An article that appeared in our blogwire yesterday tells us of a court case in Alabama that resulted in an interesting determination. It appears that if the cause of a fall is unknown, the claim is not valid. The court found that injuries sustained in a fall were not compensable because an employee could not show that his job was the cause of his fall. The story was brought to us by our friends at Fish Nelson, a highly competent defense law firm in Alabama. They posted it in their blog, the Alabama Workers Comp Blawg, which we gleefully rip off and republish – with permission of course.
Actually, it was the facts of the injuries that really caught my eye. Apparently there were two injuries, or rather a multitude of injuries from two separate incidents. In the first accident, the employee claimed to have injured his back, left leg, right arm, and right shoulder. Then, he claims to have had a fall, which he attributed to his injuries from the first accident. In that fall he injured his left ankle and right shoulder.
I am not sure what this guy does for a living. It sounds like he could be a crash dummy at the Alabama Hyundai plant. As best I can tell, he still has a good right leg, left arm, and left shoulder, so all is not apparently lost. He can probably still waltz – sort of. But I digress.
The employee had claimed that he had experienced tingling and numbness in his left leg after accident #1, and that caused him to fall – ergo accident #2. The court, as best as I can tell, made this case as clear as mud with its ruling, as it partially denied and partially granted “the employee's petition for mandamus relief”.
It is at this point, that I, as a skilled and dedicated author, pretend to know what the hell “mandamus relief” is. I will also pretend that you, the reader, know that it is an order from a high court to a lower court, or to an authority, instructing it to perform an action or duty. I did not look that up, and did not simply copy and paste the definition. I knew it instinctually.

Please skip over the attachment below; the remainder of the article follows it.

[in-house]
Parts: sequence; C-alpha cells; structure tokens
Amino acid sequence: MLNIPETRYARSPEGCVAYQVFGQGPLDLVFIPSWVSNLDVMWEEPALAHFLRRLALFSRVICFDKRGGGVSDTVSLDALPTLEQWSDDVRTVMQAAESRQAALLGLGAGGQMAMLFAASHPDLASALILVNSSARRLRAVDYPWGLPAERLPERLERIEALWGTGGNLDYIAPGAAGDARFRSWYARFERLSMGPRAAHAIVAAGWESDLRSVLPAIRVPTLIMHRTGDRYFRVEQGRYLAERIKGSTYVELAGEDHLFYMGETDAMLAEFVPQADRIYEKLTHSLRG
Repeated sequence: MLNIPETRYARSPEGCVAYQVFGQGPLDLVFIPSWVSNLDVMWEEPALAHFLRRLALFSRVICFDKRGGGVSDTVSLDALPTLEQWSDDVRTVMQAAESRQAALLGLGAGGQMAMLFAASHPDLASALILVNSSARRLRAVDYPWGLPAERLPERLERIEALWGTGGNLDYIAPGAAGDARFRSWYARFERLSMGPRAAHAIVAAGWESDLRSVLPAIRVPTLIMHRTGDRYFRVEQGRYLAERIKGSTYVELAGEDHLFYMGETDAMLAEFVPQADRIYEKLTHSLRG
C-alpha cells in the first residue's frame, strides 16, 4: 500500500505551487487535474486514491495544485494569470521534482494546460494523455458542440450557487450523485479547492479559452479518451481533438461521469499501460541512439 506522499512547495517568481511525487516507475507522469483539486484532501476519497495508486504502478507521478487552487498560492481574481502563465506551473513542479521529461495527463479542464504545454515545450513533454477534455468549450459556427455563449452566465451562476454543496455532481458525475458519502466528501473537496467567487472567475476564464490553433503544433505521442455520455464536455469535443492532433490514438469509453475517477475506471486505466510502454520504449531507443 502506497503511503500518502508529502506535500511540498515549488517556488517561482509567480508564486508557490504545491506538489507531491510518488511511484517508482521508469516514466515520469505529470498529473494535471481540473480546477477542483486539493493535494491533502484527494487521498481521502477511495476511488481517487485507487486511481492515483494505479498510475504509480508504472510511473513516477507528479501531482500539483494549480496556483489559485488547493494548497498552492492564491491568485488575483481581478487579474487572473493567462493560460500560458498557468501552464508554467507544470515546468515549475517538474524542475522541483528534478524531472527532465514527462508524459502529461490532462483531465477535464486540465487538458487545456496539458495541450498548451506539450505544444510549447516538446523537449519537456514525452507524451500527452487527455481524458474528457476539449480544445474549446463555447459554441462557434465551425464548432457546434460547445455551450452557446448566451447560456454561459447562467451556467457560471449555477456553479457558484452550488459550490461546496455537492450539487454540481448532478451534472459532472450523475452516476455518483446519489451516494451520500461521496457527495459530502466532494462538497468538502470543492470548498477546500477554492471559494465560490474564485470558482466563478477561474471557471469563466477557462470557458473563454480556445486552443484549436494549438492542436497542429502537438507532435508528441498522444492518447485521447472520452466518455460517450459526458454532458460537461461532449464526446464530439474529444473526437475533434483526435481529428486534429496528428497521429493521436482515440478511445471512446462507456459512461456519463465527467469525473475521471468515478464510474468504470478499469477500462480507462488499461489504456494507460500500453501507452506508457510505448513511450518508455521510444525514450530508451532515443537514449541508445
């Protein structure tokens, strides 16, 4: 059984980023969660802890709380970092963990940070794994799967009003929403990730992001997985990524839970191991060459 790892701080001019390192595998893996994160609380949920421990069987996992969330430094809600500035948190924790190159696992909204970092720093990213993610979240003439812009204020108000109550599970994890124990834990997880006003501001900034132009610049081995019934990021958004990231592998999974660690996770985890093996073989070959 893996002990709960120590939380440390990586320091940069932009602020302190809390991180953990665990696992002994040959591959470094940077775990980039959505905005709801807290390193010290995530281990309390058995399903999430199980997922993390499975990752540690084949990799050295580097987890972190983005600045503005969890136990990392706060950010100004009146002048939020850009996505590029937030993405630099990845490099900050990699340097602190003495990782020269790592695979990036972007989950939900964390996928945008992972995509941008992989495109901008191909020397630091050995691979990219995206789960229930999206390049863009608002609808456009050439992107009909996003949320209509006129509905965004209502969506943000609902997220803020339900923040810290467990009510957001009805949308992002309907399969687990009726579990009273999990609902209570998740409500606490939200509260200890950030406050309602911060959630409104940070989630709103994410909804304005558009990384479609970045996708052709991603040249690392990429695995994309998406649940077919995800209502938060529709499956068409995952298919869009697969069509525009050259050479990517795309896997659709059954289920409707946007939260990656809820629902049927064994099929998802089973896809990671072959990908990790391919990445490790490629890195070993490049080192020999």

I am just that good.
Basically the Court of Civil Appeals found that the trial judge in the case was correct in denying benefits for the second accident based on the finding that the cause of that accident was unknown, however it also found the trial judge erred by denying benefits for the right shoulder, as evidence indicated that injury may be related to the first accident.
So the high court mandamussed the lower court to go back and have another look-see. I apologize if I am being too linguistically legalistic. Do try to keep up.
The original author who brought this to my attention was Fish Nelson attorney Trey Cotney. Given the somewhat convoluted message of this decision, he certainly worked to find a proper balance in his assessment. Mr. Cotney correctly conjectures that the trial judge will review the case, and determine if the shoulder injury was indeed a result of accident #1. He successfully concludes therefore that the employee will either receive benefits, or he won't. I know the people at Fish Nelson, and I have no doubt that Mr. Cotney is an outstanding attorney. I also believe he has tremendous potential in politics.
I will certainly donate to his campaign. Or I won't.
The bottom line is that it is not enough to know that you fell. You need to know (and show) why you fell if you wish to be awarded benefits in Alabama, even if you are a crash dummy.